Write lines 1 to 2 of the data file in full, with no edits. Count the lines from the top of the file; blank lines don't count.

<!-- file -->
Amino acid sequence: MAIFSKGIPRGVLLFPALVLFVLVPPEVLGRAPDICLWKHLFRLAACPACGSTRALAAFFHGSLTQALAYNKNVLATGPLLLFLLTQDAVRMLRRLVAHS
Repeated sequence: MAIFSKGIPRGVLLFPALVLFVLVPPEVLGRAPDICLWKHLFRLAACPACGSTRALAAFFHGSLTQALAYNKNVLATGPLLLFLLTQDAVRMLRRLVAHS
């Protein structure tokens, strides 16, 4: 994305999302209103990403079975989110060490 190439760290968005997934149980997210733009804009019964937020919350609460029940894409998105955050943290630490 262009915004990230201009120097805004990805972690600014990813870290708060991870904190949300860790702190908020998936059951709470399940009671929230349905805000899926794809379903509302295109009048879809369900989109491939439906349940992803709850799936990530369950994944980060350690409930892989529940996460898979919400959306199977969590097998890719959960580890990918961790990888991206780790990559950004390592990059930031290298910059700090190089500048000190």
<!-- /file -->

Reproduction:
Amino acid sequence: MAIFSKGIPRGVLLFPALVLFVLVPPEVLGRAPDICLWKHLFRLAACPACGSTRALAAFFHGSLTQALAYNKNVLATGPLLLFLLTQDAVRMLRRLVAHS
Repeated sequence: MAIFSKGIPRGVLLFPALVLFVLVPPEVLGRAPDICLWKHLFRLAACPACGSTRALAAFFHGSLTQALAYNKNVLATGPLLLFLLTQDAVRMLRRLVAHS